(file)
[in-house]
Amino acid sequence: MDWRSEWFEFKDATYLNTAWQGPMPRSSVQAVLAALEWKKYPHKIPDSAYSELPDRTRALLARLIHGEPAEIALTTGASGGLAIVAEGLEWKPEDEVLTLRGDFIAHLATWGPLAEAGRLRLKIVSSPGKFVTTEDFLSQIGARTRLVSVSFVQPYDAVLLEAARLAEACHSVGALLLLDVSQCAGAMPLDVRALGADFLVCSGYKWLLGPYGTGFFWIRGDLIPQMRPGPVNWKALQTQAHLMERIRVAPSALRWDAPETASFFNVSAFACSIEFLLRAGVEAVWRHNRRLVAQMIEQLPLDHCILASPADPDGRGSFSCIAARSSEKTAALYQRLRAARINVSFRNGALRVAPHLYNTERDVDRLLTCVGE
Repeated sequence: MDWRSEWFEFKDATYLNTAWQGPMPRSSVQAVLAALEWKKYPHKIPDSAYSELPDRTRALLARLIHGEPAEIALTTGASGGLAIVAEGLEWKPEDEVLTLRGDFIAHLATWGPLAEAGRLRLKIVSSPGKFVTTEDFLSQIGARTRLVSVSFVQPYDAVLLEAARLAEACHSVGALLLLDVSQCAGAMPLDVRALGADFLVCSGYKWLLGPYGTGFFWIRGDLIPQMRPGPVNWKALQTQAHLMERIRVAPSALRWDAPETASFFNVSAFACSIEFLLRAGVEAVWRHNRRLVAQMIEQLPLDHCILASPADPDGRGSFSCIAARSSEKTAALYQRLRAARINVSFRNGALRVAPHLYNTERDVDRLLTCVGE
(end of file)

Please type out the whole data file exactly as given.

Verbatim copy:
[in-house]
Amino acid sequence: MDWRSEWFEFKDATYLNTAWQGPMPRSSVQAVLAALEWKKYPHKIPDSAYSELPDRTRALLARLIHGEPAEIALTTGASGGLAIVAEGLEWKPEDEVLTLRGDFIAHLATWGPLAEAGRLRLKIVSSPGKFVTTEDFLSQIGARTRLVSVSFVQPYDAVLLEAARLAEACHSVGALLLLDVSQCAGAMPLDVRALGADFLVCSGYKWLLGPYGTGFFWIRGDLIPQMRPGPVNWKALQTQAHLMERIRVAPSALRWDAPETASFFNVSAFACSIEFLLRAGVEAVWRHNRRLVAQMIEQLPLDHCILASPADPDGRGSFSCIAARSSEKTAALYQRLRAARINVSFRNGALRVAPHLYNTERDVDRLLTCVGE
Repeated sequence: MDWRSEWFEFKDATYLNTAWQGPMPRSSVQAVLAALEWKKYPHKIPDSAYSELPDRTRALLARLIHGEPAEIALTTGASGGLAIVAEGLEWKPEDEVLTLRGDFIAHLATWGPLAEAGRLRLKIVSSPGKFVTTEDFLSQIGARTRLVSVSFVQPYDAVLLEAARLAEACHSVGALLLLDVSQCAGAMPLDVRALGADFLVCSGYKWLLGPYGTGFFWIRGDLIPQMRPGPVNWKALQTQAHLMERIRVAPSALRWDAPETASFFNVSAFACSIEFLLRAGVEAVWRHNRRLVAQMIEQLPLDHCILASPADPDGRGSFSCIAARSSEKTAALYQRLRAARINVSFRNGALRVAPHLYNTERDVDRLLTCVGE